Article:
Coaching in many ways has been with us for years. It’s really not a new concept. Maybe what’s new is that in the last two decades it has become a legitimate part of the workplace lexicon. For the most part, however, coaching has been disproportionately seen as an intimate, one-on-one, relationship between an experienced guiding light and a aspiring or floundering pupil.
There’s been a lot of confusion about coaching, about the role of boundaries in coaching, about the role of authority in coaching, and when coaching is or is not appropriate.
The coaching literature has become massive. There is a deluge of academically relevant material, practitioner material, and the coaching perspectives have become so varied that, at times, it seems that it’s become a label looking for focus.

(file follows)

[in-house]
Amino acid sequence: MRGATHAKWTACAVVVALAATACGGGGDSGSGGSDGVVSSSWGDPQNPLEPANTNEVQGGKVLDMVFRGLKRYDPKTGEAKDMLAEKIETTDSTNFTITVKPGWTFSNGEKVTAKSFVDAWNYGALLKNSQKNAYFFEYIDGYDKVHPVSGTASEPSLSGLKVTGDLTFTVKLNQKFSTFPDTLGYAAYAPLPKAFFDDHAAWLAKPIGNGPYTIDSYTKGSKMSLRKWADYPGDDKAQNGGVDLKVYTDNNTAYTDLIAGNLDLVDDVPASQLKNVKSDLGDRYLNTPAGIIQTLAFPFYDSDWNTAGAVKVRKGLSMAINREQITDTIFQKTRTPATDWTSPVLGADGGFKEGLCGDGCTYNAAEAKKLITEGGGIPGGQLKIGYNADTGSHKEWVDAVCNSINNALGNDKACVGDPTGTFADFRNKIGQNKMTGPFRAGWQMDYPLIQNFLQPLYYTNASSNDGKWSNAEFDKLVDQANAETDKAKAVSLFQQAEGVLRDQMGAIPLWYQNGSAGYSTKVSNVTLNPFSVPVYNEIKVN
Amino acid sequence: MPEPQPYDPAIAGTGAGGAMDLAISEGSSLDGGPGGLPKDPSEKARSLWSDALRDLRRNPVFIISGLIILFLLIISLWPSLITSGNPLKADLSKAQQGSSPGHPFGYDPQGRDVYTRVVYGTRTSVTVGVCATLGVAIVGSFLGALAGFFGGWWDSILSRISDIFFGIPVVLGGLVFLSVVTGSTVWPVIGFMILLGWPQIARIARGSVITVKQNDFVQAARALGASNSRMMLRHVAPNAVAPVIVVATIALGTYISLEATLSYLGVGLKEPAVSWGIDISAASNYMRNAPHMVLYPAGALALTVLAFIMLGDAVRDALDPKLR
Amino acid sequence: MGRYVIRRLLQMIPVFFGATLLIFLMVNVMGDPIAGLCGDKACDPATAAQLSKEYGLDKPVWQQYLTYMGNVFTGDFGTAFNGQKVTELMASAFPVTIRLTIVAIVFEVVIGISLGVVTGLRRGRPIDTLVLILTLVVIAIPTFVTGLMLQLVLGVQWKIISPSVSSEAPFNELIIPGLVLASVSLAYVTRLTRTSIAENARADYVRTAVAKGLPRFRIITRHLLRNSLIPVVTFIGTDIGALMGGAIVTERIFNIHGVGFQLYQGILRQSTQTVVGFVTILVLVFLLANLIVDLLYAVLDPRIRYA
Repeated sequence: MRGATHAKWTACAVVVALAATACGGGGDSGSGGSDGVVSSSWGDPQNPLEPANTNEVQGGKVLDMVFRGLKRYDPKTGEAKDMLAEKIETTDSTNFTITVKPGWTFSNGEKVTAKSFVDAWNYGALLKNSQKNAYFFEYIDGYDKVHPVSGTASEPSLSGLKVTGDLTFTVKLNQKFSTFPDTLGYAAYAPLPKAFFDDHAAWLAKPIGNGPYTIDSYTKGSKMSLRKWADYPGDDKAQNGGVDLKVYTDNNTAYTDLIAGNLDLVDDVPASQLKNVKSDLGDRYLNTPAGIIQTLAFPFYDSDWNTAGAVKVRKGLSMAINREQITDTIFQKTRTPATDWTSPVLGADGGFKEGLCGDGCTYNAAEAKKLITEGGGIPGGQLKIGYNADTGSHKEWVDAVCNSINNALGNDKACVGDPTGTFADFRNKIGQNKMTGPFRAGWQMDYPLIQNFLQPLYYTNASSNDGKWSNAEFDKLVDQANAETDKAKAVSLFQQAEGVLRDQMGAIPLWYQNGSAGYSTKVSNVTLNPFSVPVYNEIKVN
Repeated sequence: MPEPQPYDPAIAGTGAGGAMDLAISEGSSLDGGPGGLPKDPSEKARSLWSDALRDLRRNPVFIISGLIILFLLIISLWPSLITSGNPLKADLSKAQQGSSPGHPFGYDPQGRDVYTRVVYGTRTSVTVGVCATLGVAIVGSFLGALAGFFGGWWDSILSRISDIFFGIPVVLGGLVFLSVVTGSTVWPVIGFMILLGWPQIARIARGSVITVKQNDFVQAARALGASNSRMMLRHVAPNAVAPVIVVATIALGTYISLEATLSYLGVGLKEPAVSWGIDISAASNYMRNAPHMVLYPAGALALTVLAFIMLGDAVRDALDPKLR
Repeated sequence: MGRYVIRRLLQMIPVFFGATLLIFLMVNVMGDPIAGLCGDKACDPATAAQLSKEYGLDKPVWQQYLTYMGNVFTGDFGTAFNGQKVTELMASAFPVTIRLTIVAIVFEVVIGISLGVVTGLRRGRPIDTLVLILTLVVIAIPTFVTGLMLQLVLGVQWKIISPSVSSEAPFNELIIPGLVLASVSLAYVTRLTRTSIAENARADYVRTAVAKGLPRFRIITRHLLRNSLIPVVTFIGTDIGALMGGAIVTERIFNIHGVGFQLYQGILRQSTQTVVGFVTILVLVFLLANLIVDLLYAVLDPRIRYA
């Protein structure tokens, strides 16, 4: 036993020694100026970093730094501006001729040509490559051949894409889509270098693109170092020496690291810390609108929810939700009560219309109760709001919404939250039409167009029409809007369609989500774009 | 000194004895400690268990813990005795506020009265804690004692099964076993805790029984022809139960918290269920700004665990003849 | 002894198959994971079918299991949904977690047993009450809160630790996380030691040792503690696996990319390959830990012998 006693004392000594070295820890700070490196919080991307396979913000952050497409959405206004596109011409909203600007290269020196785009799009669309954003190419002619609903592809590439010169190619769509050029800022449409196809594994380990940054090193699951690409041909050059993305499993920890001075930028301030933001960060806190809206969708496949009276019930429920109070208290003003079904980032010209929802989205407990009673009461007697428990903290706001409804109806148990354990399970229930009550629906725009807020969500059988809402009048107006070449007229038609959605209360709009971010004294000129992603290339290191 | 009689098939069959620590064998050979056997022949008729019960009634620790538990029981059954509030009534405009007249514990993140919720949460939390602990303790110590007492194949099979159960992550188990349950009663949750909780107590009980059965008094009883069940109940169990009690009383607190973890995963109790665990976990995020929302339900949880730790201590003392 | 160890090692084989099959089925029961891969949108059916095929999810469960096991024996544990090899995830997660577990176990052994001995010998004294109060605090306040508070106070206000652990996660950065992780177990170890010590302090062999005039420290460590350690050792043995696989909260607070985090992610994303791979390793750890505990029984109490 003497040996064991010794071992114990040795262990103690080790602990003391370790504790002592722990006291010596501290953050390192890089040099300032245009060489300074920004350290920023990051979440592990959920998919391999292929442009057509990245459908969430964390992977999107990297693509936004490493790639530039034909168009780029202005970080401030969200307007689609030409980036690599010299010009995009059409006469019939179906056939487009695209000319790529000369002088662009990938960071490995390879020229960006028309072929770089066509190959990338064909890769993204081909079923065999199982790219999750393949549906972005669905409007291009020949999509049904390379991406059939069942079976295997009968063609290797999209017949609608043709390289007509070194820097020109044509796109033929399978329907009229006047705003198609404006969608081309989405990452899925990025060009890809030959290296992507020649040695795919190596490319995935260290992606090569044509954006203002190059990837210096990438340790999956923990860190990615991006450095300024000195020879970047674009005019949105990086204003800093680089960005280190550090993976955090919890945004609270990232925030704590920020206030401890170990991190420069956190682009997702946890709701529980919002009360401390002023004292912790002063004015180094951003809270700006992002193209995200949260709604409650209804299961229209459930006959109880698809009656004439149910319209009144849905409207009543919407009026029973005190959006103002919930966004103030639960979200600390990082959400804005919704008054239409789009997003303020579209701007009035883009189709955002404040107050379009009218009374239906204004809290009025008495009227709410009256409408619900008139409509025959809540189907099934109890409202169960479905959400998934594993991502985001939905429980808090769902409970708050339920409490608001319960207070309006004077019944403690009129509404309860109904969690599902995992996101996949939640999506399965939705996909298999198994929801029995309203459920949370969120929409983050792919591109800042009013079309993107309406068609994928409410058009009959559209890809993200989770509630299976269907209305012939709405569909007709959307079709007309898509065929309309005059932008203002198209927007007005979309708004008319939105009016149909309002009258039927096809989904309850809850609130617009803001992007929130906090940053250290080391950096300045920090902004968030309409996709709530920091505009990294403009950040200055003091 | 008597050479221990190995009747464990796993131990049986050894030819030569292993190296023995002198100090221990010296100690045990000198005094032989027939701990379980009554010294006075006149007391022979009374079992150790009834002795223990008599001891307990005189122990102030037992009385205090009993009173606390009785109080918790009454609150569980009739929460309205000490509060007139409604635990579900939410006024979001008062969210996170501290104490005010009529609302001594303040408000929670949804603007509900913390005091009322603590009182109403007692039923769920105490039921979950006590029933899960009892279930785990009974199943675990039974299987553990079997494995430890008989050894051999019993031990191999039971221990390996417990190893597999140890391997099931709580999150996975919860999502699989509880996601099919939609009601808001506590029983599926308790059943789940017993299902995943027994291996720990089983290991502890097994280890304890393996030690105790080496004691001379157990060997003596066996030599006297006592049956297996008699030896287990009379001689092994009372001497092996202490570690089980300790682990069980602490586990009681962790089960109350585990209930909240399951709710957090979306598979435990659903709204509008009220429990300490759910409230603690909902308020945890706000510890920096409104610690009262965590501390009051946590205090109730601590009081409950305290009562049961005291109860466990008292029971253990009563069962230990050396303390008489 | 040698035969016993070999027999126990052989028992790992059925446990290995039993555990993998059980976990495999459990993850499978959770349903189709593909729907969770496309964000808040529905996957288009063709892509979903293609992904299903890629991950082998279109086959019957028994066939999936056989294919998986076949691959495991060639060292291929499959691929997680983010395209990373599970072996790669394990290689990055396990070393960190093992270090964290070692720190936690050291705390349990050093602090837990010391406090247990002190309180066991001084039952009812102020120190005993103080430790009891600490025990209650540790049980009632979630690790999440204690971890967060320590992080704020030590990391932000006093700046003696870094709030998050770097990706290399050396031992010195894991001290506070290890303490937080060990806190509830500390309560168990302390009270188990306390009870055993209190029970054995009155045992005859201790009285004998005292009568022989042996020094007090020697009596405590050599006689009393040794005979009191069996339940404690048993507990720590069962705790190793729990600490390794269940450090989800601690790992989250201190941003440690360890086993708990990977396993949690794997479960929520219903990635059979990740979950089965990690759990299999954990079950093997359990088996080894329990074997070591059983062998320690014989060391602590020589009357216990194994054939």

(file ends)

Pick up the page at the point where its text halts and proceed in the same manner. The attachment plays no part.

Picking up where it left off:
For two and a half years my researchers and I, including my co-author Yael Bacharach, have waded our way through coaching material in an effort to synthesize a coaching process for the workplace. The challenge was to find those key skills critical to workplace coaching.
In pursuing our work (which has recently been made available through eCornell: Part 1 & Part 2) in coaching what became clear immediately was that coaching was an integral part of a set of proactive leadership skills. In order to lead in an organization, at any level, you have to have (in this day and age) the micro-skills of coaching. For us that meant, supplementing the traditional skills of supervisors with the micro-skills of a coach. But as you will see in our series of columns on coaching, the micro-skills of a coach doesn’t mean you have to be a football coach, doesn’t mean you have to be a cheerleader, doesn’t mean you have to be a therapist, it means you have to understand that traditional supervision doesn’t always work.
Over the next number of weeks we will be dealing with the unique attributes that makes coaching successful in the work place.